redwood-forest

Here, in an ordinary train station in Wuppertal, Germany, the group Árstíðir began singing the Icelandic hymn “Heyr himna smiður”. The hymn — the oldest known Scandinavian hymn — dates back to the early 13th century when the Icelandic chieftain Kolbeinn Tumason is purported to have written these familiar words on his deathbed. Then, more than seven centuries later, the composer Þorkell Sigurbjörnsson put them to music.

fir

For those interested, here’s one English translation:

Hear, smith of the heavens,
what the poet asks.
May softly come unto me
thy mercy.
So I call on thee,
for thou hast created me.
I am thy slave,
thou art my Lord.

God, I call on thee
to heal me.
Remember me, mild one,[1]
Most we need thee.
Drive out, O king of suns,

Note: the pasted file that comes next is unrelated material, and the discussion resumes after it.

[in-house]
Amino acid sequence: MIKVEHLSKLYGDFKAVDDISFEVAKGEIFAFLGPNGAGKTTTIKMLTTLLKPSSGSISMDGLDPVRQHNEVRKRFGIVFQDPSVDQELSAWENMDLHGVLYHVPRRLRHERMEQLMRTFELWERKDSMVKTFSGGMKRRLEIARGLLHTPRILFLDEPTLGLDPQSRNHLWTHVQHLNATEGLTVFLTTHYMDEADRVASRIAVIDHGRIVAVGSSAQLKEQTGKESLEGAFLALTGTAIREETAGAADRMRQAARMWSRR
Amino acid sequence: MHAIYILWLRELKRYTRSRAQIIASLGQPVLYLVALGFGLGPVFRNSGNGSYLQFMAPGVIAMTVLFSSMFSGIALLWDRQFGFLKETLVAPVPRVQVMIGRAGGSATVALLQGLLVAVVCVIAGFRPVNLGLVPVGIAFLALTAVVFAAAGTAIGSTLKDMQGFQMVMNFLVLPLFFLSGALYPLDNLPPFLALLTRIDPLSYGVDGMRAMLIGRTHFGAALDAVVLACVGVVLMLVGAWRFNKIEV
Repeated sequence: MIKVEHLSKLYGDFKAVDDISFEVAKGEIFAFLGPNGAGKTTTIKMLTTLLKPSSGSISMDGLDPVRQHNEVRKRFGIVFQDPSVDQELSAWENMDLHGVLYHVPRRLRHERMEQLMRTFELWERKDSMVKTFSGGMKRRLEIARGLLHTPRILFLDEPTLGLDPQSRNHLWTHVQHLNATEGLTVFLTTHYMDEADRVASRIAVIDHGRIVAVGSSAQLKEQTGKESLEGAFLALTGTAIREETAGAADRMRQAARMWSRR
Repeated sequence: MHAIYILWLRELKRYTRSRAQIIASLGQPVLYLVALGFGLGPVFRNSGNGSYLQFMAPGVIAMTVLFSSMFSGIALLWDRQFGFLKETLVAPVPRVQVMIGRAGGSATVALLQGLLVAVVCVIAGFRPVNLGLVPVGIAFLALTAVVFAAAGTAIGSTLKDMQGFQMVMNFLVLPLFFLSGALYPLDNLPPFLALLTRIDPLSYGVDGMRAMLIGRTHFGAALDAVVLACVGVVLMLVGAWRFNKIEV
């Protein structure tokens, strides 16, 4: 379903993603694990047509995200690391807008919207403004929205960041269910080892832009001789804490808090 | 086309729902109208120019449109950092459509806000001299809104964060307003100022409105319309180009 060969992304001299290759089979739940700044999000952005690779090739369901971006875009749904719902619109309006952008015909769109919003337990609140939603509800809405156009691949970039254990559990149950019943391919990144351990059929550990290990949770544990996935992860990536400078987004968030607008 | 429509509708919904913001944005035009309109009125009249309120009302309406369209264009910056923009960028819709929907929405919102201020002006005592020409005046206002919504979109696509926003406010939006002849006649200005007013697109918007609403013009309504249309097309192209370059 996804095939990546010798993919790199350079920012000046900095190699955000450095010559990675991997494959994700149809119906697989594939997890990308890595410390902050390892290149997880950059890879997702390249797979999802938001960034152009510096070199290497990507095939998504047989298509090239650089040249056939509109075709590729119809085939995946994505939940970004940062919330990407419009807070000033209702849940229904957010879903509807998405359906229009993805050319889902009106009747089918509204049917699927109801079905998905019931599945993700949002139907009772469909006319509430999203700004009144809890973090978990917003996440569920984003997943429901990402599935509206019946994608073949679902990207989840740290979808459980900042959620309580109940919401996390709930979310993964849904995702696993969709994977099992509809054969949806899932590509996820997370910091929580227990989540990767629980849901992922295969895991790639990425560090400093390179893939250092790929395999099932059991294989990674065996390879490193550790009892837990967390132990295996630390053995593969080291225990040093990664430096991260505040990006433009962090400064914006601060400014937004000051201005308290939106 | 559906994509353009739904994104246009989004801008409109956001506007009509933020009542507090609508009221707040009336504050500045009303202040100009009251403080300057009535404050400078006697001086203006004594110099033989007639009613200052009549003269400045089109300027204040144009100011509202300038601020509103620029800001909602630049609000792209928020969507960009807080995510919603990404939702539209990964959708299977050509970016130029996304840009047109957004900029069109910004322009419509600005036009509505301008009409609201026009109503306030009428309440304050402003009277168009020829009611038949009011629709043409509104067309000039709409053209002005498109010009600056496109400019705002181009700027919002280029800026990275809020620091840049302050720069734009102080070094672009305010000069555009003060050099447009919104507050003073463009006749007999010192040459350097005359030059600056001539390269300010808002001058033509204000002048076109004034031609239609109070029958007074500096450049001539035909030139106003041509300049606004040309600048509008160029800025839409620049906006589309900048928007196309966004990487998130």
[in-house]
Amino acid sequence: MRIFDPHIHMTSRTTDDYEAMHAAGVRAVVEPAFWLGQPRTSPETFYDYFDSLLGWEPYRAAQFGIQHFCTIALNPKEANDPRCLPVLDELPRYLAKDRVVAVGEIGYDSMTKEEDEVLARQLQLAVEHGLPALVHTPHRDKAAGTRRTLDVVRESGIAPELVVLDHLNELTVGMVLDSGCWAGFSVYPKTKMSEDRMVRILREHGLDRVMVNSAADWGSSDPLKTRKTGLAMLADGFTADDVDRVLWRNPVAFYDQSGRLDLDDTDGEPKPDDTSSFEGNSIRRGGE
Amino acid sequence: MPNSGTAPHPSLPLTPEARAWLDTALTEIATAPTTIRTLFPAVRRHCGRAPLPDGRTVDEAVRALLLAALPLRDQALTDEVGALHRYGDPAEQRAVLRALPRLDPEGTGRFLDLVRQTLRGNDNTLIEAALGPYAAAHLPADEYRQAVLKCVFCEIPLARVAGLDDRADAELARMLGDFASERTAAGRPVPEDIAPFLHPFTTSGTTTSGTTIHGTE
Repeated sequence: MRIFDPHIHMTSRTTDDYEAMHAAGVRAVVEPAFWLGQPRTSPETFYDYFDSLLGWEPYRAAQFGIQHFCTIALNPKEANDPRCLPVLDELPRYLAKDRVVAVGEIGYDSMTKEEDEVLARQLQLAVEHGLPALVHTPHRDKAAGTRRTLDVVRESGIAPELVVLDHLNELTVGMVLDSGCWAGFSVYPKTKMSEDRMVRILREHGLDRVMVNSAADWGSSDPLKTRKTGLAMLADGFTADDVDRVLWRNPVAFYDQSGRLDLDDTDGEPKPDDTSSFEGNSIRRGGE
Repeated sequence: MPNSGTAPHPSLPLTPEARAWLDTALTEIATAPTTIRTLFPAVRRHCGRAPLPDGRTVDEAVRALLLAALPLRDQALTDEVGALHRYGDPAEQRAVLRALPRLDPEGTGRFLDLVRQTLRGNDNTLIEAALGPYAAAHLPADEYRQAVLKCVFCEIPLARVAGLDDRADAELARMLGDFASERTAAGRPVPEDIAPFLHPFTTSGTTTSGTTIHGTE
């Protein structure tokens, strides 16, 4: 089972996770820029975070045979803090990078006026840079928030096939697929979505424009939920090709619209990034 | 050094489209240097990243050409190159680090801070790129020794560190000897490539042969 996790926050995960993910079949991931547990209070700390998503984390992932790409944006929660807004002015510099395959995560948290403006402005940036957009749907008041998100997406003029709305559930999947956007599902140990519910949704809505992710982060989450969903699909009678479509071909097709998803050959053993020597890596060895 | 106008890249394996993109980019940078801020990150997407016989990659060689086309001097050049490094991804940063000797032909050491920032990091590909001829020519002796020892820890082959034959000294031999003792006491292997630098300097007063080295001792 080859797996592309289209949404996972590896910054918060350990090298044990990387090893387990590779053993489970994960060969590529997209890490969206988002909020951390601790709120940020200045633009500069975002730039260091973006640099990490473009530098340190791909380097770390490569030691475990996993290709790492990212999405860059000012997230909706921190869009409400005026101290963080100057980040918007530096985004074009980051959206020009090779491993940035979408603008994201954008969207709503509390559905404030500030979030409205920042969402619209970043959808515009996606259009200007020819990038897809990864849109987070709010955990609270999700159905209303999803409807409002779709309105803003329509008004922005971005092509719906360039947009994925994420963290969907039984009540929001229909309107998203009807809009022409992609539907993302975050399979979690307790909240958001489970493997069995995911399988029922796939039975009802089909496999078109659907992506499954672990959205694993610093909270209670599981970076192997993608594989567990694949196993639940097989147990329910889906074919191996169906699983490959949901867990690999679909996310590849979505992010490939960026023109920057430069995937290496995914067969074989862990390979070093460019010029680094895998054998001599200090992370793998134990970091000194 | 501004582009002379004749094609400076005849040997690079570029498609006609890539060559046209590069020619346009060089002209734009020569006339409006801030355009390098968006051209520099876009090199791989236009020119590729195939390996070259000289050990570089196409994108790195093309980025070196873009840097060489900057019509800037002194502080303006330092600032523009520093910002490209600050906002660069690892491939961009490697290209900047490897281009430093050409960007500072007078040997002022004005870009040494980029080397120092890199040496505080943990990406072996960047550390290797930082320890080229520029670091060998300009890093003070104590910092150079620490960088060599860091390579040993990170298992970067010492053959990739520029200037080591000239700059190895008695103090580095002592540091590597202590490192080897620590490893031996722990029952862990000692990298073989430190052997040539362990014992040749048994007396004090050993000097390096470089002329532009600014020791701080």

generous and great,
human every sorrow
from the city of the heart.

Watch over me, mild one,
Most we need thee,
truly every moment
in the world of men.
send us, son of the virgin,
good causes,
all aid is from thee,
in my heart.

Because Árstíðir sings this hymn in the cathedral of a train station rather than a concert hall, the experience feels special, significant, universal. And this act contributes to the transforming the everyday into something aspirational, transformative.

trillium

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